Carl Dietrich invented an airplane that’s also a car. “It’s great,” he says, “because if there’s bad weather in the air, you can just fly to a local airport and finish the rest of the trip on the road.”

Dozens of pilots across the world are already interested in Transition, Dietrich’s Personal Air Vehicle, and several distributors are eager for a chance to sell the $148,000 aircraft. It has already interested hundreds of customers and investors and it’s not even built.

It’s a cross between a small car and an airplane. It can be driven on any road and you need only a sport pilot’s license to fly it, which you can get with only 20 hours of instruction.

The aircraft has a 27-foot wing span and weighs 1320 pounds. It will fly 135 miles per hour and can carry two people and their baggage up to 500 miles on one tank of premium unleaded gasoline. At MIT, Dietrich studied aeronautics and astronautics and earned a bachelor’s in 1999 and a master’s in 2003. He is now a doctoral candidate who plans to earn a Ph.D. this fall.

Prof. Manuel Martinez-Sanchez, who teaches aeronautics and astronautics at MIT, recommended Dietrich for this year’s Lemelson-MIT Student Prize for invention, which Dietrich won — along with a $30,000 prize. He says of Dietrich: “In my 30 years as a teacher, I cannot recall a clearer exponent of the Edison mindset.”


“I’ve been thinking of this idea a long time,” Dietrich says. “I’ve loved flying as long as I can remember.”

A native of Sausalito, Ca., he grew up watching his Dad build model airplanes on the dining room table. One of his Dad’s planes, a Red Baron tri-plane, hung from Carl’s bedroom ceiling. At eight, he began saving money for flying lessons, and he became a pilot at 17.

Recently, Dietrich and four MIT colleagues launched Terrafugia, a start-up company to develop the aircraft and bring it to market. “We’re not anticipating that this is going to be like the Jetsons, where everybody is going to fly one, but we think there’s definitely a sizable market,” says Dietrich, adding that there are 600,000 private pilots in the United States. And what most people don’t realize is that there are over 5,000 public-use airports around the country.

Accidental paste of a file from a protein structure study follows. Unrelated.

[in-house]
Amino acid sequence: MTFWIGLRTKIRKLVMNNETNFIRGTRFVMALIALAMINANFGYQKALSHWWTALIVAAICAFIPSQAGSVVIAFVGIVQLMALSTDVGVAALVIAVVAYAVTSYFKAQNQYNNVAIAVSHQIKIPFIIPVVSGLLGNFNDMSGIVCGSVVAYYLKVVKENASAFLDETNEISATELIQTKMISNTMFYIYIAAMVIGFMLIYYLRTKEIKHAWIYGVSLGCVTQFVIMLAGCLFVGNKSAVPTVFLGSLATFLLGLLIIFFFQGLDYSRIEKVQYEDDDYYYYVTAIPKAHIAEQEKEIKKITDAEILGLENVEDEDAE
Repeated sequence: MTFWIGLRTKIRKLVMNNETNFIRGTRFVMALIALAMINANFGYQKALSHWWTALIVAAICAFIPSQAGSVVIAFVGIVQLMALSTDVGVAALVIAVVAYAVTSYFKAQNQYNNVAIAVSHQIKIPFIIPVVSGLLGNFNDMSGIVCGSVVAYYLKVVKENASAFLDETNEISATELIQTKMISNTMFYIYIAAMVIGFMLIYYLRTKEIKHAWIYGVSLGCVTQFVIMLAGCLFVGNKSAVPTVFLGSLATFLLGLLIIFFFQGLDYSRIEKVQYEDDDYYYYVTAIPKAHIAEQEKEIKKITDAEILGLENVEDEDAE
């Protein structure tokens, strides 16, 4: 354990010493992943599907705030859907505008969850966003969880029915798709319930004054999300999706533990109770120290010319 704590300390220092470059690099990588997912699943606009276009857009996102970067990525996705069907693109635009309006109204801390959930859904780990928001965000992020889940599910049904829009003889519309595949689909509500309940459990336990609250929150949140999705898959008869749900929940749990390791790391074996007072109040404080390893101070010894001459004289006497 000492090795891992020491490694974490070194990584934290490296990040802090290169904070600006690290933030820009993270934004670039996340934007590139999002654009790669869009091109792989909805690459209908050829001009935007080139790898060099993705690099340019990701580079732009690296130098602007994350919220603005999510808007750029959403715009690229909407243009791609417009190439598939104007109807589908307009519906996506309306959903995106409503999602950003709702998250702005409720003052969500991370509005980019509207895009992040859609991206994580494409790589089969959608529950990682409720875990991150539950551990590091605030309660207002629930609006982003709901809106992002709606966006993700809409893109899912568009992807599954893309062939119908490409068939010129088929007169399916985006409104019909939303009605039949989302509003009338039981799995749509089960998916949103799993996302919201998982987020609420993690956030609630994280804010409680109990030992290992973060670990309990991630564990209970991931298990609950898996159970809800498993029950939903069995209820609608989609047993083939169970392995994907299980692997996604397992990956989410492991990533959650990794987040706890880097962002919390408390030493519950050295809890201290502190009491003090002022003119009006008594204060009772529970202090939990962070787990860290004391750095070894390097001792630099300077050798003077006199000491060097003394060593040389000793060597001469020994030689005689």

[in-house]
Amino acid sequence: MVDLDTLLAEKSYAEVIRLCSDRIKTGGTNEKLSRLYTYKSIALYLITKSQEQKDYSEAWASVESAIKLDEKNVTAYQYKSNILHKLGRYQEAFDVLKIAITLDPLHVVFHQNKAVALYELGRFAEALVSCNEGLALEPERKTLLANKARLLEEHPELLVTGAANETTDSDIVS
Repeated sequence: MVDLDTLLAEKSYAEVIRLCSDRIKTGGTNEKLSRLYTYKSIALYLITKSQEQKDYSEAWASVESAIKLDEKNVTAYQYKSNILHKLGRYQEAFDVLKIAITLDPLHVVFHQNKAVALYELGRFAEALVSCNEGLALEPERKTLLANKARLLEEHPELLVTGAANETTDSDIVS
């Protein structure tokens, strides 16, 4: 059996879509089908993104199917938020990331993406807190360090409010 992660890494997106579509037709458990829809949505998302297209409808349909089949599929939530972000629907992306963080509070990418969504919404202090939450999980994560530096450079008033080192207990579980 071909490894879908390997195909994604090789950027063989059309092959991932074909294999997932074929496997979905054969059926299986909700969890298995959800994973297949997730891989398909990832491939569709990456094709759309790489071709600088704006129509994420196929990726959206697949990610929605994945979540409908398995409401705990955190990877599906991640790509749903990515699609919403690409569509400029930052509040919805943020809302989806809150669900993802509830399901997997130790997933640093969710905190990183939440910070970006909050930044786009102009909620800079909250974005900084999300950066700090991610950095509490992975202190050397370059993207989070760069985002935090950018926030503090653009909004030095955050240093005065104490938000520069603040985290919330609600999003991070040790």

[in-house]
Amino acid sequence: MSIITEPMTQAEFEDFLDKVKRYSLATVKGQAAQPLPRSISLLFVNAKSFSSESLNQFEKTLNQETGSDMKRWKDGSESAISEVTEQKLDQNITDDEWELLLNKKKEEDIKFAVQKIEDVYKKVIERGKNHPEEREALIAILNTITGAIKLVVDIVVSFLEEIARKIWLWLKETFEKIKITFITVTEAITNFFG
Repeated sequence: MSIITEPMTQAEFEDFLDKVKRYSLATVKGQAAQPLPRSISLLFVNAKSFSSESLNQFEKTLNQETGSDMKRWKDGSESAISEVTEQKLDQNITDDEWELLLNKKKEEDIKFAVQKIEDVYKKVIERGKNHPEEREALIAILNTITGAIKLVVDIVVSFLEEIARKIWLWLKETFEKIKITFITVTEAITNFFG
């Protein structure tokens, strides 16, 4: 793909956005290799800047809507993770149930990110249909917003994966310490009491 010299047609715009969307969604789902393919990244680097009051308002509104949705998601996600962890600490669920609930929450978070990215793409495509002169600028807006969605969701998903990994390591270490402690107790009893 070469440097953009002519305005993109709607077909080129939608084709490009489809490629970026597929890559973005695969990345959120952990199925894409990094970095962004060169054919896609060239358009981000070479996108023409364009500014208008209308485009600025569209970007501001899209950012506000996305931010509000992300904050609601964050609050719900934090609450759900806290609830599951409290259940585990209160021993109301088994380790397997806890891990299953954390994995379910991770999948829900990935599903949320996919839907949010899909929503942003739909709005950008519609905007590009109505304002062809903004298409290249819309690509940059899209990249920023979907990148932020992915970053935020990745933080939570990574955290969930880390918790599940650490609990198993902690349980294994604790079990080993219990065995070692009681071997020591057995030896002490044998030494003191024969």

“Because it’s designed with folding wings, a pilot can store the plane in a garage, rather than paying $500 in hangar fees. It’s really much more convenient and efficient,” he says. “That’s one of our big selling points.”

This past summer, Dietrich began taking orders and deposits. It’s good timing for his invention, he says, because since 9/11, door-to-door travel speed has gone down because of greater airport security and greater road congestion.Dietrich’s wife, Anna Mracek, ‘04, is Terrafugia’s chief operating officer.

Her grandfather, Milo Mracek, was an engineer at McDonnell Douglas Corporation for 37 years before he retired. There he was chief design engineer and built wing systems for military missiles and fighter aircraft. Recently, the couple cajoled him into joining their company.


In addition to the car, Dietrich has invented a low-cost rocket engine, a desktop-sized fusion reactor, and PickProd, a hand tool for people to remove landmines in Third World countries. He holds one patent and has five pending.

Dietrich wrote his Ph.D. thesis on another interest of his — fusion energy. In the future, he says, “I would love to do something about the energy problem in the world. It’s the biggest problem on the planet.

“Our roadable aircraft may not seem like a big piece of that, but we’re getting 30 miles to the gallon at 120 miles an hour. When you look at it, if we have a new product with a new platform that’s appealing to people, we’ll also have a way to help solve the problem. Fifty years down the line, I hope that I will have been able to help the world.”